French Air Force Dassault Rafale B during Operation Serval in Mali 2013. The Indian Air Force will still get 36 out of the 126 Rafales it hoped for (Wikipedia/Capt Jason Smith)
After the cancellation of India's MMRCA (Medium Multi-Role Combat Aircraft) fighter contest - is it back to square one for the Indian Air Force? TIM ROBINSON comments.
Over a decade after the first Requests for Information were sent out, India’s $12bn MMRCA fighter contest is now officially dead. The ‘must-win’ prize of a requirement for 126 fighters that was bitterly contested with Rafale scooping the prize in 2012 is now axed. France’s Dassault, however, does not go home empty handed for its troubles, having secured an order for 36 directly from India’s Prime Minister, who seems to have short-circuited the Indian Ministry of Defence and Hindustan Aeronautics Ltd (HAL) bureaucracy – to at least get some combat aircraft into service.
Chinese J-10 fighter. IAF is facing evolving threats as countries such as China modernise their defence forces (Flickr mxiong)
However, this does still leave a shortfall of 90 aircraft and this may get more acute in the future for India’s air force, which faces an aging fleet and its two main regional competitors, China and Pakistan, both modernising their front-line capabilities. In particular, the qualitative margin that India enjoyed over China is (like other nations) being eroded as the People’s Liberation Army Air Force (PLAAF) induct J-10s, J-11s and, conceivably in the future, J-20 stealth fighters. While India has a partnering agreement with Russia on its PAK-FA stealth fighter — that project too seems to have hit snags — with IAF expressing concerns about the quality of Sukhoi’s fighter.
Time for round two?
India is partnering with Russia on Sukhoi's T-50 PAK-FA stealth fighter but there are concerns about its quality (Wikipedia/Alex Beltyukov)
Fighter manufacturers around the world, therefore, will be watching New Delhi’s next move with great interest. Will there be a MMRCA II? (tag-line: ‘This time it's personal’). Will the ‘Make it in India’ stipulations that proved the sticking point in the Rafale negotiations return? Will India open the contest again to all-comers? Time is now ticking fast. As a comparison to the extended MMRCA negotiations – Egypt, which signed for 24 Rafales only in February, took delivery of the first three straight off the production line in July. The latest information suggests that there will indeed by a 'MMRCA II' of sorts for 90 aircraft - with a global tender for the fighters to be produced locally in India.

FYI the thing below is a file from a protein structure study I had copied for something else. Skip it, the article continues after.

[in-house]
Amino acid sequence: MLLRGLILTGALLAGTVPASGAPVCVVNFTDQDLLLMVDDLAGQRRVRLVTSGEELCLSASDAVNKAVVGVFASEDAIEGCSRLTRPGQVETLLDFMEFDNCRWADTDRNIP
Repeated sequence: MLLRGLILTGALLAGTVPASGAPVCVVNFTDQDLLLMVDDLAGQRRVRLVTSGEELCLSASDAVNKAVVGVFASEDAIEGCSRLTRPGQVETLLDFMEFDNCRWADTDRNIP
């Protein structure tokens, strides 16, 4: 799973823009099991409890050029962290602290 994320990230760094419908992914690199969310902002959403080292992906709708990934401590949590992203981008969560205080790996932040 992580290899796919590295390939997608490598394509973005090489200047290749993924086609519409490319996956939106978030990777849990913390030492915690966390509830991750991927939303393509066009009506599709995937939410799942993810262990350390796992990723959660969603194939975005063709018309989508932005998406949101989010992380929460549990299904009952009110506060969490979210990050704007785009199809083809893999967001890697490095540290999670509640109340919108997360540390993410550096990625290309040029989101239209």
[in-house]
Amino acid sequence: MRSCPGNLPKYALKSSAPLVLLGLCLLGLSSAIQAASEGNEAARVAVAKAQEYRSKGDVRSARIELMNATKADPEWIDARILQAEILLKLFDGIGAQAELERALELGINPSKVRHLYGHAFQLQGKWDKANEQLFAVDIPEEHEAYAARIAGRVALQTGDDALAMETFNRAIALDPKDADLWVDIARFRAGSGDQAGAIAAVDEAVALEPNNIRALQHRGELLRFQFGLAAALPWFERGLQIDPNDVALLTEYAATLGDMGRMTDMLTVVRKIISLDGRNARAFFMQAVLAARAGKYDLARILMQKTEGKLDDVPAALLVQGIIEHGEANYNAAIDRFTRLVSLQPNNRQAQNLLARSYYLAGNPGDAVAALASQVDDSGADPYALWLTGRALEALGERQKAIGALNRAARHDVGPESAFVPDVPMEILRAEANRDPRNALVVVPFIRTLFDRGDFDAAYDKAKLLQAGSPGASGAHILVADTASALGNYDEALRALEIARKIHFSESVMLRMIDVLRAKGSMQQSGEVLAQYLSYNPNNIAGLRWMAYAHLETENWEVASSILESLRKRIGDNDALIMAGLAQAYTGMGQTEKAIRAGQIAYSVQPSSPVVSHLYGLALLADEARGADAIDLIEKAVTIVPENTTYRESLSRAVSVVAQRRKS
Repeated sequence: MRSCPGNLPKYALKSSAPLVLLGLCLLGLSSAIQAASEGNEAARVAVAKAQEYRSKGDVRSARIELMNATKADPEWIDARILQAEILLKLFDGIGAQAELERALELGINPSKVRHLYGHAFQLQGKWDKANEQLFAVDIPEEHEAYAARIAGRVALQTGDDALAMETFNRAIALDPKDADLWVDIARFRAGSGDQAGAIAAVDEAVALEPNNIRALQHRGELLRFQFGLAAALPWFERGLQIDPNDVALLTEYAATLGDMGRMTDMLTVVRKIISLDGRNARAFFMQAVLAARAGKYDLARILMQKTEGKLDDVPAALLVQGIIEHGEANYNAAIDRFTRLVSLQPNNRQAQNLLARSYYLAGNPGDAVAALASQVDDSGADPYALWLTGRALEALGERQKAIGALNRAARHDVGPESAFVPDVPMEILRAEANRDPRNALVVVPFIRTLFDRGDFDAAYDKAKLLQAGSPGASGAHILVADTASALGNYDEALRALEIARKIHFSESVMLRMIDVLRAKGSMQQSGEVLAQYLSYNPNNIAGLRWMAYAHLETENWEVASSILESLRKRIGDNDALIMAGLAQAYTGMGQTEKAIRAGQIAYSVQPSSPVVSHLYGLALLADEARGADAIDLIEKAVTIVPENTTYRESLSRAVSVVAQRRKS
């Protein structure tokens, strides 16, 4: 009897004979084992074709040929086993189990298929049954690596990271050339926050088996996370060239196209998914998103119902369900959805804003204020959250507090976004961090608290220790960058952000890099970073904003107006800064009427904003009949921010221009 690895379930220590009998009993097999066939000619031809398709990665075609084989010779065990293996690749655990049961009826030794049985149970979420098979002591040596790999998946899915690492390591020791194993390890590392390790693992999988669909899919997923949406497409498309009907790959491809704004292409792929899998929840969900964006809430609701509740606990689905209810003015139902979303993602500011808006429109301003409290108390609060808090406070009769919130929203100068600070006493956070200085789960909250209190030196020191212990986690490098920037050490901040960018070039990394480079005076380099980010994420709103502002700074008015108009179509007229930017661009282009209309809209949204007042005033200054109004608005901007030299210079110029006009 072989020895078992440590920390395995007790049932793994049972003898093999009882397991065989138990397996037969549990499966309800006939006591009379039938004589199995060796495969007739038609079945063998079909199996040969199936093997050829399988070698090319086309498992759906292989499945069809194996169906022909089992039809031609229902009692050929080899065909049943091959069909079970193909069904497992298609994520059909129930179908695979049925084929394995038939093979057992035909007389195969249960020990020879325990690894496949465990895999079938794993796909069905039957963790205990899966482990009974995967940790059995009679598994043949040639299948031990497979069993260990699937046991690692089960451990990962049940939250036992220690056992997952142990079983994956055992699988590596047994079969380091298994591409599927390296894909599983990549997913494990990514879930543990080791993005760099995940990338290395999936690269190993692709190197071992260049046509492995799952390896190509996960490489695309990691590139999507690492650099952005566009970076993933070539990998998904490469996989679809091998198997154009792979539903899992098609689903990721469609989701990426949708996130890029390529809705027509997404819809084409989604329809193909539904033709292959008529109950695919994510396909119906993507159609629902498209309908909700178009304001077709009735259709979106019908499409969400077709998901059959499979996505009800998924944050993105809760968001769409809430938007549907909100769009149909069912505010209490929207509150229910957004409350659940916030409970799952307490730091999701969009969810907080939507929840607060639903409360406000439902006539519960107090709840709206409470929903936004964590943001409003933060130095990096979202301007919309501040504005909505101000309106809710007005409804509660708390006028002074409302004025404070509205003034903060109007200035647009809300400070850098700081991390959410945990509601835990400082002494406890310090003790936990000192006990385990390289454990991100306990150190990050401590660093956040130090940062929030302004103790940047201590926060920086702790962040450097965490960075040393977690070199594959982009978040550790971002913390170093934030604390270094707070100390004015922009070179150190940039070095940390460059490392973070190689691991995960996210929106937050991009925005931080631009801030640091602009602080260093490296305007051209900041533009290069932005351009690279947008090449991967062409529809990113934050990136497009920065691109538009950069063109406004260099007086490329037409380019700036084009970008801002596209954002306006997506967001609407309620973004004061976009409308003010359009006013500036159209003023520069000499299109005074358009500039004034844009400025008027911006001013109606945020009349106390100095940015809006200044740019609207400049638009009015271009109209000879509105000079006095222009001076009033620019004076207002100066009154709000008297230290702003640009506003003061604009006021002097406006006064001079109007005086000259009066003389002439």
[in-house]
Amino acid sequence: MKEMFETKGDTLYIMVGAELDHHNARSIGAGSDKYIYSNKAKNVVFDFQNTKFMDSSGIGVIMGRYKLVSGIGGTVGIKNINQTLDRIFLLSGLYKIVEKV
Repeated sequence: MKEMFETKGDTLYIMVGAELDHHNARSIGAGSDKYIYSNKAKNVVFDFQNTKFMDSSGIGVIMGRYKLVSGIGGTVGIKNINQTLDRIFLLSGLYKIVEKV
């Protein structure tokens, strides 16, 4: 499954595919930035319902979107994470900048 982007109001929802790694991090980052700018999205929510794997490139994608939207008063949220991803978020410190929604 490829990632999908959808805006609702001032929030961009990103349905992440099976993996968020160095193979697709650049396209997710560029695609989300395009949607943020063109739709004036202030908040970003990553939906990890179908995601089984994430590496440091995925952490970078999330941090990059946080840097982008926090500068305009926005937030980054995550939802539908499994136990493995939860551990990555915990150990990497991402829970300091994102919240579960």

Not getting any younger
The clock is ticking for the IAF to replace its aging aircraft, such as these MiG 29s. (Indian Air Force)
One thing seems obvious. If there really is a desperate air power strategic gap in front-line fighters that India is facing – it cannot afford to wait another decade or so for a re-run of the original tortured MMRCA competition. The decision New Delhi faces, also echo similar military procurement challenges in other countries about buying foreign equipment 'off the shelf' versus supporting and nurturing their own aerospace industries. In short, while the ‘Make it in India’ campaign may be laudable – the IAF can either have new fighters in service quickly or it can have local production of Western/Russian designs – but it seems unlikely it can have both simultaneously.